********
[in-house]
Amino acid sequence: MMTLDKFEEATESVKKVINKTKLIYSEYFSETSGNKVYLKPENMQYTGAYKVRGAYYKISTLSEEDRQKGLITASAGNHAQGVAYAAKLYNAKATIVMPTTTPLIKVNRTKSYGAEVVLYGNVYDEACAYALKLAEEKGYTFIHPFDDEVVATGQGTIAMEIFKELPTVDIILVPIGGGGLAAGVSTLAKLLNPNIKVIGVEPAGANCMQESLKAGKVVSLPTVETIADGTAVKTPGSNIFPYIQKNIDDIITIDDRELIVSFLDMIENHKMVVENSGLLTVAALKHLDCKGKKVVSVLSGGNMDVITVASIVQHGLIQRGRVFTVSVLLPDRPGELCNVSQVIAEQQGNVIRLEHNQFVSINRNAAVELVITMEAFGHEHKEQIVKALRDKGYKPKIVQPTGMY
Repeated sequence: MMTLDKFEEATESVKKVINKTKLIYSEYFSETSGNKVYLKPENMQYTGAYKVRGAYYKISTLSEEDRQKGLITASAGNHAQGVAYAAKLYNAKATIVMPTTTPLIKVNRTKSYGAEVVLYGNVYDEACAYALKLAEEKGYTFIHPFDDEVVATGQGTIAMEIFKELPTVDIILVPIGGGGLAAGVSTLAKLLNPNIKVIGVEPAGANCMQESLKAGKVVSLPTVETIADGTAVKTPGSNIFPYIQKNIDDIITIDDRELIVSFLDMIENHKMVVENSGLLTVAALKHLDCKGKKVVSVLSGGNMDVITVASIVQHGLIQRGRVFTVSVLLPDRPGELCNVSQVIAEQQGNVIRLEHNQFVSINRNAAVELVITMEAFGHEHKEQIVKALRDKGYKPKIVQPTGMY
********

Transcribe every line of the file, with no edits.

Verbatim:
[in-house]
Amino acid sequence: MMTLDKFEEATESVKKVINKTKLIYSEYFSETSGNKVYLKPENMQYTGAYKVRGAYYKISTLSEEDRQKGLITASAGNHAQGVAYAAKLYNAKATIVMPTTTPLIKVNRTKSYGAEVVLYGNVYDEACAYALKLAEEKGYTFIHPFDDEVVATGQGTIAMEIFKELPTVDIILVPIGGGGLAAGVSTLAKLLNPNIKVIGVEPAGANCMQESLKAGKVVSLPTVETIADGTAVKTPGSNIFPYIQKNIDDIITIDDRELIVSFLDMIENHKMVVENSGLLTVAALKHLDCKGKKVVSVLSGGNMDVITVASIVQHGLIQRGRVFTVSVLLPDRPGELCNVSQVIAEQQGNVIRLEHNQFVSINRNAAVELVITMEAFGHEHKEQIVKALRDKGYKPKIVQPTGMY
Repeated sequence: MMTLDKFEEATESVKKVINKTKLIYSEYFSETSGNKVYLKPENMQYTGAYKVRGAYYKISTLSEEDRQKGLITASAGNHAQGVAYAAKLYNAKATIVMPTTTPLIKVNRTKSYGAEVVLYGNVYDEACAYALKLAEEKGYTFIHPFDDEVVATGQGTIAMEIFKELPTVDIILVPIGGGGLAAGVSTLAKLLNPNIKVIGVEPAGANCMQESLKAGKVVSLPTVETIADGTAVKTPGSNIFPYIQKNIDDIITIDDRELIVSFLDMIENHKMVVENSGLLTVAALKHLDCKGKKVVSVLSGGNMDVITVASIVQHGLIQRGRVFTVSVLLPDRPGELCNVSQVIAEQQGNVIRLEHNQFVSINRNAAVELVITMEAFGHEHKEQIVKALRDKGYKPKIVQPTGMY